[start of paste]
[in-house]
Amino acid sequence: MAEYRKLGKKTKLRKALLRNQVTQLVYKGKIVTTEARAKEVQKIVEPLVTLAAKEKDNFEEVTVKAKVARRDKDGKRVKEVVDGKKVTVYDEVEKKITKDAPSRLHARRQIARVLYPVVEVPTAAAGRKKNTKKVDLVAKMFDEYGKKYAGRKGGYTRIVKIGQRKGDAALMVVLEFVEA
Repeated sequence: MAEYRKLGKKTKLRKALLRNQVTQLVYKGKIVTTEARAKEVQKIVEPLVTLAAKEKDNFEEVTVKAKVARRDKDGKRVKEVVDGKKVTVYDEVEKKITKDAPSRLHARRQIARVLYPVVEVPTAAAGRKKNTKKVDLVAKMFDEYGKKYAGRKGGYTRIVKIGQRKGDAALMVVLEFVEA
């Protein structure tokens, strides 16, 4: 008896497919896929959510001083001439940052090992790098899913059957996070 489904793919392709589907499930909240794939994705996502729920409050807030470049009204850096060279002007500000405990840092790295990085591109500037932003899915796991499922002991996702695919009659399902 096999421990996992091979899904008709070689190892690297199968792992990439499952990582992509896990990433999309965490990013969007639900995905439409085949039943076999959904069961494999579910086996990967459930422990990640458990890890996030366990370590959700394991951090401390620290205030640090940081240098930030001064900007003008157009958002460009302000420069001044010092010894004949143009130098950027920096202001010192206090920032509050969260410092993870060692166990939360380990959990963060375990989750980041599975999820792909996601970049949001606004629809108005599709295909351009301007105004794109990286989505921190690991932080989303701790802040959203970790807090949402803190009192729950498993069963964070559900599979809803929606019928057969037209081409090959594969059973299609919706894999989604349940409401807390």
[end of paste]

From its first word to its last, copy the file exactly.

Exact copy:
[in-house]
Amino acid sequence: MAEYRKLGKKTKLRKALLRNQVTQLVYKGKIVTTEARAKEVQKIVEPLVTLAAKEKDNFEEVTVKAKVARRDKDGKRVKEVVDGKKVTVYDEVEKKITKDAPSRLHARRQIARVLYPVVEVPTAAAGRKKNTKKVDLVAKMFDEYGKKYAGRKGGYTRIVKIGQRKGDAALMVVLEFVEA
Repeated sequence: MAEYRKLGKKTKLRKALLRNQVTQLVYKGKIVTTEARAKEVQKIVEPLVTLAAKEKDNFEEVTVKAKVARRDKDGKRVKEVVDGKKVTVYDEVEKKITKDAPSRLHARRQIARVLYPVVEVPTAAAGRKKNTKKVDLVAKMFDEYGKKYAGRKGGYTRIVKIGQRKGDAALMVVLEFVEA
């Protein structure tokens, strides 16, 4: 008896497919896929959510001083001439940052090992790098899913059957996070 489904793919392709589907499930909240794939994705996502729920409050807030470049009204850096060279002007500000405990840092790295990085591109500037932003899915796991499922002991996702695919009659399902 096999421990996992091979899904008709070689190892690297199968792992990439499952990582992509896990990433999309965490990013969007639900995905439409085949039943076999959904069961494999579910086996990967459930422990990640458990890890996030366990370590959700394991951090401390620290205030640090940081240098930030001064900007003008157009958002460009302000420069001044010092010894004949143009130098950027920096202001010192206090920032509050969260410092993870060692166990939360380990959990963060375990989750980041599975999820792909996601970049949001606004629809108005599709295909351009301007105004794109990286989505921190690991932080989303701790802040959203970790807090949402803190009192729950498993069963964070559900599979809803929606019928057969037209081409090959594969059973299609919706894999989604349940409401807390």